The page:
Miami Home Prices Rose in April, While the Foreclosure Rate FellAaron
Miami’s housing market got another double-barreled dose of good news from the numbers crunchers Tuesday: Home prices in the greater Miami area are up from their bargain-basement lows, while the percentage of homes in the foreclosure process — though still at jawdropping levels — continues to shrink.
Home prices in greater Miami rose 3.2 percent in April from a year earlier, according to S&P’s Case-Shiller Home Price Indices. For the Miami area, home prices are up month-over-month for five months in a row, beginning with December data, according to Case-Shiller.
On a national basis, home prices declined 1.3 percent in April for 10-city and 20-city composites tracked by Case-Shiller.
“Miami is definitely one of the markets that is on the mend,’’ said Maureen Maitland, a vice president at S&P Indices in New York. “Prices had fallen more than 50 percent from their peak in Miami. It gets to a point of how low can you go before you turn around.’’
Meanwhile, CoreLogic reported Tuesday that in the greater Miami area the foreclosure rate — the percentage of mortgages in some stage of foreclosure — fell to 17.43 percent in April, compared with 19.04 percent a year earlier.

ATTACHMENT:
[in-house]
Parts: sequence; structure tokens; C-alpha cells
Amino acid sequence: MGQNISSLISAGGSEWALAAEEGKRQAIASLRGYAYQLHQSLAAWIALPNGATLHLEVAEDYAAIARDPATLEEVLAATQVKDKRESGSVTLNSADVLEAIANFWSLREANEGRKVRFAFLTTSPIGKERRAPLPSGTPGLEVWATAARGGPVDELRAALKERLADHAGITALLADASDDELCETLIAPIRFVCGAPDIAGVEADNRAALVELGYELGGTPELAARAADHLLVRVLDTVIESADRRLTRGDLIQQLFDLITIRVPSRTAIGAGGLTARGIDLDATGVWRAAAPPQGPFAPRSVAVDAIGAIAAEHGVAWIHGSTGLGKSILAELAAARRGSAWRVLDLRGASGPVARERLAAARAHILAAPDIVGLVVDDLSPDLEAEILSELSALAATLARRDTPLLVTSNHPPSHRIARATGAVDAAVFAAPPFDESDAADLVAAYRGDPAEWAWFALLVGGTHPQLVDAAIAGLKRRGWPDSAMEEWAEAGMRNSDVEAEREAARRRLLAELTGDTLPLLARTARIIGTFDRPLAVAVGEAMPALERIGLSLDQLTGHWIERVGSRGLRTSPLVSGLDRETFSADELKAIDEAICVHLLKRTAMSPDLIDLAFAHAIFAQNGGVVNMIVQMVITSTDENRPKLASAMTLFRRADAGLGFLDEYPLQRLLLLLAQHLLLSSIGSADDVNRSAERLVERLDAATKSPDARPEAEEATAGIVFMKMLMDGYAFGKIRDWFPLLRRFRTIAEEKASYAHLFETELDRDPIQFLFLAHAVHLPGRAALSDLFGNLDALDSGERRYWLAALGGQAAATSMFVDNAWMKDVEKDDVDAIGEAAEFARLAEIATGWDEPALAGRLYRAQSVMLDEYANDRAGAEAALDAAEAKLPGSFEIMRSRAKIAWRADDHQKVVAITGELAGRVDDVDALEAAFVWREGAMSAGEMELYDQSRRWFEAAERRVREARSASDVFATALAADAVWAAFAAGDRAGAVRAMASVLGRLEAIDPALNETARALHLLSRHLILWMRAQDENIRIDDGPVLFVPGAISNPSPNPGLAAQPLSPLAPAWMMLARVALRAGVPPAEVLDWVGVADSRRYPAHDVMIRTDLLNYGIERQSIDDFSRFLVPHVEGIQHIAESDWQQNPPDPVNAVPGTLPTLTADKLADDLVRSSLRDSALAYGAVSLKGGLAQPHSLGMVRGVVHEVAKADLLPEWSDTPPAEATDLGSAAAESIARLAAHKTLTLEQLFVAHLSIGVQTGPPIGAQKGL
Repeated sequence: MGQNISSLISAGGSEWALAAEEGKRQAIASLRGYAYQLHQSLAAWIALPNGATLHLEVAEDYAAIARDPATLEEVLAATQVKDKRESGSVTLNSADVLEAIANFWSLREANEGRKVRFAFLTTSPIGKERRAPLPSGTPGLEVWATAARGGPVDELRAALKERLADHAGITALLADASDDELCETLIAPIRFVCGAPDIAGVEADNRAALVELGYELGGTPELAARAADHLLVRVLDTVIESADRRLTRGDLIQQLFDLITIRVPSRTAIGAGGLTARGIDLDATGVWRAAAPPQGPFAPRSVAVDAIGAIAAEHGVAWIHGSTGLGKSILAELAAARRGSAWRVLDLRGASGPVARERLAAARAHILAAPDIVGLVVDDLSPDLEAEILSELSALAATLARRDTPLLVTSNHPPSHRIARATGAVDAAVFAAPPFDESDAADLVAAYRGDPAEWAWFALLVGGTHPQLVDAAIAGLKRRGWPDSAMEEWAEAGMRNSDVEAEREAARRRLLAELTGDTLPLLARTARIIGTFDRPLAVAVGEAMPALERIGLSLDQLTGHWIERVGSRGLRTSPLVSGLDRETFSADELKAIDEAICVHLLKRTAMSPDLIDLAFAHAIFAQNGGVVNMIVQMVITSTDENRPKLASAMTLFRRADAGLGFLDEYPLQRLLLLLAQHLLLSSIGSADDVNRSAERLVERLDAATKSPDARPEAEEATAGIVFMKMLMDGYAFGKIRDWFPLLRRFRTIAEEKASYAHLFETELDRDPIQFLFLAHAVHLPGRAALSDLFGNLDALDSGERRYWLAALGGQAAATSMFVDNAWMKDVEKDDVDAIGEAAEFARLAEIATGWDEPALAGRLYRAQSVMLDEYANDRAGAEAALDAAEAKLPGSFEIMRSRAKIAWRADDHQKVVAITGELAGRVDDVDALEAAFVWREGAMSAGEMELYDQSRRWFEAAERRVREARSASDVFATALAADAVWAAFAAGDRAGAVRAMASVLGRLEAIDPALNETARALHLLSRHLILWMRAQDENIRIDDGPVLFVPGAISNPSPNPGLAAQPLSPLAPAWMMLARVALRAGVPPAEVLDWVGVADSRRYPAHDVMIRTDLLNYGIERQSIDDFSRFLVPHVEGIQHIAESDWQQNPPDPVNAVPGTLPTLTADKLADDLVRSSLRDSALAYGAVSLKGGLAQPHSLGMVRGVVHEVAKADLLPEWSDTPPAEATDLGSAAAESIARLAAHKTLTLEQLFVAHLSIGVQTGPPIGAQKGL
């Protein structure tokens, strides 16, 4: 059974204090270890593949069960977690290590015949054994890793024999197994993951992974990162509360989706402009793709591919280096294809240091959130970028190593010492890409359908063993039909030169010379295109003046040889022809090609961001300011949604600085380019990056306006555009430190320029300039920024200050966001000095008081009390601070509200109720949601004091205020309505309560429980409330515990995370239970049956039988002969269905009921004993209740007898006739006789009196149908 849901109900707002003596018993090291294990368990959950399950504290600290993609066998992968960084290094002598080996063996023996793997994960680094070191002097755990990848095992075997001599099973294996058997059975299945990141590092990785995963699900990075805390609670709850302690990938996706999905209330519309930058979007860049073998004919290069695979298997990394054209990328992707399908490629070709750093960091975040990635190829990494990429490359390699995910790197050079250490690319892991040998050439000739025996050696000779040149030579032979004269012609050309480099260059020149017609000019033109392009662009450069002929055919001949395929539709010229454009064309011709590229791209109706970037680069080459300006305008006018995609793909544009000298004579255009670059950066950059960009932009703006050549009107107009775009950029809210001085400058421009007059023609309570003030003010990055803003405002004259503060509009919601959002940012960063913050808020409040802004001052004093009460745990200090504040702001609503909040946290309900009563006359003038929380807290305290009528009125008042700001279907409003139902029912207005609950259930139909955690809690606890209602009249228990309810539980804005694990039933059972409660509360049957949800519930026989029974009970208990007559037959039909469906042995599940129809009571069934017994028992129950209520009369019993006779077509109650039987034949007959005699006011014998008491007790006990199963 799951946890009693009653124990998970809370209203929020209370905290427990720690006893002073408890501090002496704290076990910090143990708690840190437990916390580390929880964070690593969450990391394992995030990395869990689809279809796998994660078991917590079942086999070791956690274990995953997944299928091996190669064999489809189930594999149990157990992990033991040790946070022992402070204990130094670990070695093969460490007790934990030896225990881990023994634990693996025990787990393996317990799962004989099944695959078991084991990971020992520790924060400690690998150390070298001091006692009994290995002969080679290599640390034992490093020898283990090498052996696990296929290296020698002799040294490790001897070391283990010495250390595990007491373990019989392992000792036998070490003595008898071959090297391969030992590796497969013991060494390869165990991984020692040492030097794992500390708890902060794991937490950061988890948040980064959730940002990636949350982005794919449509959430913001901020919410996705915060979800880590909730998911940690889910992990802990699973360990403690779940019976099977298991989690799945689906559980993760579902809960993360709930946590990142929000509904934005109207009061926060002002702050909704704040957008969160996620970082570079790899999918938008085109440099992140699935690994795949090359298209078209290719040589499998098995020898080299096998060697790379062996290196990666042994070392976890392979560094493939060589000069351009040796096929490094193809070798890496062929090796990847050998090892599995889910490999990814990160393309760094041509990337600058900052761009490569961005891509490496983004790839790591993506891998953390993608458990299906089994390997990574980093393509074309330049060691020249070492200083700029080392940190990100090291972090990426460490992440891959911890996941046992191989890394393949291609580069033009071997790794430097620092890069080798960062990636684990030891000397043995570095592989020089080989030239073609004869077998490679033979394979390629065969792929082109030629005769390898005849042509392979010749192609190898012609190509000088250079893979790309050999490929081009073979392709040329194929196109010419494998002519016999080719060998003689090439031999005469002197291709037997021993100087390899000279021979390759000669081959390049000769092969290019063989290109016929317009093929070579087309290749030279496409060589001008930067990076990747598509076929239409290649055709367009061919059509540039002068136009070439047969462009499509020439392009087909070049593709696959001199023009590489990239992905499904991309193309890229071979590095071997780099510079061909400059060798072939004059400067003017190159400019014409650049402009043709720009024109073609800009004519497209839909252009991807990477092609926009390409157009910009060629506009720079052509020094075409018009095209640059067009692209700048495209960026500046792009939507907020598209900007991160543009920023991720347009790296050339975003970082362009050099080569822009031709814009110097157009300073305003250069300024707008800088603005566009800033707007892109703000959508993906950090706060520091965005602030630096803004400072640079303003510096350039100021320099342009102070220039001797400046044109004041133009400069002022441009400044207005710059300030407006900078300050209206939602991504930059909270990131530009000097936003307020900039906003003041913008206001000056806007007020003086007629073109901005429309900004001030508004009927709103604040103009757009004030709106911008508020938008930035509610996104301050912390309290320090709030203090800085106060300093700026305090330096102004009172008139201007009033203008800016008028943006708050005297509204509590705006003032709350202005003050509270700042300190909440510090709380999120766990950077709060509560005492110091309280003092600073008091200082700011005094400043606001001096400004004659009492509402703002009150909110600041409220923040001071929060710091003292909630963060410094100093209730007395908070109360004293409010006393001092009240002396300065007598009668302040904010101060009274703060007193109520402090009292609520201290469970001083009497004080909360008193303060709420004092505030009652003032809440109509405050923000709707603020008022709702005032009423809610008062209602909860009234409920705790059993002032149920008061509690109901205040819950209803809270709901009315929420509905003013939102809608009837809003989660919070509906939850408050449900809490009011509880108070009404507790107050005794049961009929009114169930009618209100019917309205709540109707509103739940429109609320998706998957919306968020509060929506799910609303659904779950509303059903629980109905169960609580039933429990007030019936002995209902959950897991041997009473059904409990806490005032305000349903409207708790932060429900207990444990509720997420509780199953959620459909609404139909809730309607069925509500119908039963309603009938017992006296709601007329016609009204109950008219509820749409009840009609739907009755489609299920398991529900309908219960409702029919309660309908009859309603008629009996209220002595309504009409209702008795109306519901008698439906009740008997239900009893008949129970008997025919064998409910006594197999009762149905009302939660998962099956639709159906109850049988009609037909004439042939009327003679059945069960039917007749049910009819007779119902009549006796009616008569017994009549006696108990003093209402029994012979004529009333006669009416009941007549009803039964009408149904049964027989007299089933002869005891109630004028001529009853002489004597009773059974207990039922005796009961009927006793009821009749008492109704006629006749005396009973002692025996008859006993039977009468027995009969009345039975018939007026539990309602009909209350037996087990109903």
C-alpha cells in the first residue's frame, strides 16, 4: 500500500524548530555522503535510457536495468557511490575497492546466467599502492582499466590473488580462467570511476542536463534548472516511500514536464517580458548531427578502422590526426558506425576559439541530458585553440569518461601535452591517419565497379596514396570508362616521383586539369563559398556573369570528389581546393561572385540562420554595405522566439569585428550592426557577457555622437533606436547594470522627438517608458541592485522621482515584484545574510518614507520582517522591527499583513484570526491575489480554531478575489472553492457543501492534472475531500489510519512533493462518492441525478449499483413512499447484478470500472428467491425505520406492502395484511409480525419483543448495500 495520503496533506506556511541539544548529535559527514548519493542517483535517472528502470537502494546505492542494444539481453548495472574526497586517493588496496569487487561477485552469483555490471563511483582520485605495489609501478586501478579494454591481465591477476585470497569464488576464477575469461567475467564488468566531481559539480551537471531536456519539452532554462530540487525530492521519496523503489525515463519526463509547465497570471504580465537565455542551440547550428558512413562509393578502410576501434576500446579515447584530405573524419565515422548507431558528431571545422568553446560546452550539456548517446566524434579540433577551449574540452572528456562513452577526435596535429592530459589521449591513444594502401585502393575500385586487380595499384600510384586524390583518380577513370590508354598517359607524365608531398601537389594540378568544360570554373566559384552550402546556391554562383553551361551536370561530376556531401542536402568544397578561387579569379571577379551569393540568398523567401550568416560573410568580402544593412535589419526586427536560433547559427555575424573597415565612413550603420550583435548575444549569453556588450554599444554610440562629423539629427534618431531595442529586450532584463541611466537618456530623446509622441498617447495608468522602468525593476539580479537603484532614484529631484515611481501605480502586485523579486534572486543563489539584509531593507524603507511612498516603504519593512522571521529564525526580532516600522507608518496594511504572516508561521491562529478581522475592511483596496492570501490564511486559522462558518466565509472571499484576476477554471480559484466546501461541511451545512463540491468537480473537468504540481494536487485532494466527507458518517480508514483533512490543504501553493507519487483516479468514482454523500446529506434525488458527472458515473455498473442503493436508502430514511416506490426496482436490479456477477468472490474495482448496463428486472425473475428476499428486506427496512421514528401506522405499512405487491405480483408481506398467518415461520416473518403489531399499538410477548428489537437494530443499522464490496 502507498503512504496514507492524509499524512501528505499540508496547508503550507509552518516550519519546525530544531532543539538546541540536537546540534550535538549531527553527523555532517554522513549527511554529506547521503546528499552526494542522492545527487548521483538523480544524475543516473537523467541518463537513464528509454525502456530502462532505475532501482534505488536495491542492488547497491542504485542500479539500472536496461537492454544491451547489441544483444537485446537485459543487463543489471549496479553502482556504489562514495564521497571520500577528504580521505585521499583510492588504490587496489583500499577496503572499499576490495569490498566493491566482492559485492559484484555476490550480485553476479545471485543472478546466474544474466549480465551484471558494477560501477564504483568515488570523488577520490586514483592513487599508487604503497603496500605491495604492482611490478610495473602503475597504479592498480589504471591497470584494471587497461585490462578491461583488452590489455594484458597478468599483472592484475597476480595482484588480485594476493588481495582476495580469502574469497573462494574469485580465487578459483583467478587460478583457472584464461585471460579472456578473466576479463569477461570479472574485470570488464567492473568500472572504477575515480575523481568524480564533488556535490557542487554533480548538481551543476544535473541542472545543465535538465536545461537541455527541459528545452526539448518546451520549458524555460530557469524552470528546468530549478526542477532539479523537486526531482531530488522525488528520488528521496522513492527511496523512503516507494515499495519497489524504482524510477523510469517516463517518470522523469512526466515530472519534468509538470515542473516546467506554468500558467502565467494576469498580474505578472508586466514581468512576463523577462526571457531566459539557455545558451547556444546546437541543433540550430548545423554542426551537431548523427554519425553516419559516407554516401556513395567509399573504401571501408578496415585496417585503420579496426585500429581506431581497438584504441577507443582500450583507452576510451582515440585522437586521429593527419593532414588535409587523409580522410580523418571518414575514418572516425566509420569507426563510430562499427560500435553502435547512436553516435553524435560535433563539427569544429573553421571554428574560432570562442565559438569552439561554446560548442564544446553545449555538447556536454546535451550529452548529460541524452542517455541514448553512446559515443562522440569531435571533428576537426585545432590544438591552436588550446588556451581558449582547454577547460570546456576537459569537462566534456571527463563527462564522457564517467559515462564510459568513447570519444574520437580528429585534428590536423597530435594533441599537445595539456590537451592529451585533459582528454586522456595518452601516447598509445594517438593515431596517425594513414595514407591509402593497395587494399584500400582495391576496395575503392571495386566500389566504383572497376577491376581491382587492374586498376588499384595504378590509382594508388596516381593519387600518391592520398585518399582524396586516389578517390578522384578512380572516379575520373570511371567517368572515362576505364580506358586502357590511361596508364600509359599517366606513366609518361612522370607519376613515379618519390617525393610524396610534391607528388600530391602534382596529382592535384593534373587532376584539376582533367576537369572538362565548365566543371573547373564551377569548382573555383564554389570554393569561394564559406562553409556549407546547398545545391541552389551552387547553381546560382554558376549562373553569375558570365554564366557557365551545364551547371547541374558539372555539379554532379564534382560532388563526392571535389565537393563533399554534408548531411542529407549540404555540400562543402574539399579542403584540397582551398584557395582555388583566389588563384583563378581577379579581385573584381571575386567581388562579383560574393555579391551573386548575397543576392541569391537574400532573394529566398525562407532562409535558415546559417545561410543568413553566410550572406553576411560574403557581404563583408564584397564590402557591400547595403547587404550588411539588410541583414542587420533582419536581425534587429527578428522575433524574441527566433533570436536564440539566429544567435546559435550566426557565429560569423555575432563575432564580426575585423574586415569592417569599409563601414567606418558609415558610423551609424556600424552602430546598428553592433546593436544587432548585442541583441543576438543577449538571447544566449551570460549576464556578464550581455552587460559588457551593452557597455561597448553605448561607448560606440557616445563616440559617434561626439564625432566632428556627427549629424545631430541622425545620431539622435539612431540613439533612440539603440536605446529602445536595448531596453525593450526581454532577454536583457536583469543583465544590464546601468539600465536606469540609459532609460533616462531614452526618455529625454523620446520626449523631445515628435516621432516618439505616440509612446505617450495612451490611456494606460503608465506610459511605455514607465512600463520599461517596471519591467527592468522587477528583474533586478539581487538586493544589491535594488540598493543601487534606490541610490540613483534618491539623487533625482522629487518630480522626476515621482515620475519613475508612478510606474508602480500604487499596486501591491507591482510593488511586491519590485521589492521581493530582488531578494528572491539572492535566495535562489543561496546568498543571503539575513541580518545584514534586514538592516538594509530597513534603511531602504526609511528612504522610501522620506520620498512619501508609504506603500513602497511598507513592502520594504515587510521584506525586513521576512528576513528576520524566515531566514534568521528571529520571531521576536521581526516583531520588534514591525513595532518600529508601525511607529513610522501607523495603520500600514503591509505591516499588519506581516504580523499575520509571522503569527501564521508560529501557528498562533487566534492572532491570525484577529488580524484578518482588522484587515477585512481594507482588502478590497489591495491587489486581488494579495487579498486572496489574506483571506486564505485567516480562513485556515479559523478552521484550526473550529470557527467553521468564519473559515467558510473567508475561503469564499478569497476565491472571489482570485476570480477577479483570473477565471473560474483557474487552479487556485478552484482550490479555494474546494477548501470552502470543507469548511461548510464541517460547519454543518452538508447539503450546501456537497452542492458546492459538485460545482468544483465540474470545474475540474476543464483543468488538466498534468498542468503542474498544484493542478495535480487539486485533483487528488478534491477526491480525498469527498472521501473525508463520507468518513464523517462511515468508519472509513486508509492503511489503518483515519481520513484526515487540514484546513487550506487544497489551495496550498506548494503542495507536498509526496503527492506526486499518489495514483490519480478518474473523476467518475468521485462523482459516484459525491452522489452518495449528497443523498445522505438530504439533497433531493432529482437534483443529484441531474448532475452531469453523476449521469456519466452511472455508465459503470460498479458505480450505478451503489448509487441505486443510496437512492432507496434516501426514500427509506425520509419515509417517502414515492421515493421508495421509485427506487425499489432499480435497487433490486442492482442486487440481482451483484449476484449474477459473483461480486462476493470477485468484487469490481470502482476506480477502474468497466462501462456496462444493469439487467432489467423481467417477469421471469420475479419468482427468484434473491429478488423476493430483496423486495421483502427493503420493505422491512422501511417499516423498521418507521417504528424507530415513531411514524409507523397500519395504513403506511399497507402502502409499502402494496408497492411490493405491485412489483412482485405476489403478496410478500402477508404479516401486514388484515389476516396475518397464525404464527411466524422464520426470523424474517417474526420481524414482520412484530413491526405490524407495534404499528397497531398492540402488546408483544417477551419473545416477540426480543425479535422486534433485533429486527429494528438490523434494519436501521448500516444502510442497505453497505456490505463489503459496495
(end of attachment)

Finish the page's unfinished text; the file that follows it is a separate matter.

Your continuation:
While the Miami foreclosure rate has been declining steadily for more than a year, the foreclosure rate in the Miami area remained more than five times the national rate of 3.41 percent in April.
The foreclosure rate in Miami, which was an epicenter for financial speculation during the boom, hit its highest level — 19.13 percent — in March 2011, according to the Santa Ana, Calif.-based data firm.
The percentage of homes that are delinquent for 90 days or more dropped to 24.35 percent in April in Miami from 26.43 percent a year earlier.
“Miami is still sitting on a large overhang of delinquent loans, but the slow foreclosure process is only allowing a gradual flow of these homes into the market,’’ Michelle Meyer, an economist with BankofAmerica Merrill Lynch, said in a report.
Case-Shiller said 10 of the 20 cities in its composite showed year-over-year price increases, while 10 showed declines. Atlanta posted the biggest year-over-year price drop — 17 percent — marking its 22nd consecutive month of negative annual returns.
By contrast, Phoenix posted the biggest one-year increase in home prices, with a gain of 8.6 percent from April 2011.
By Martha Brannigan (Miami Herald)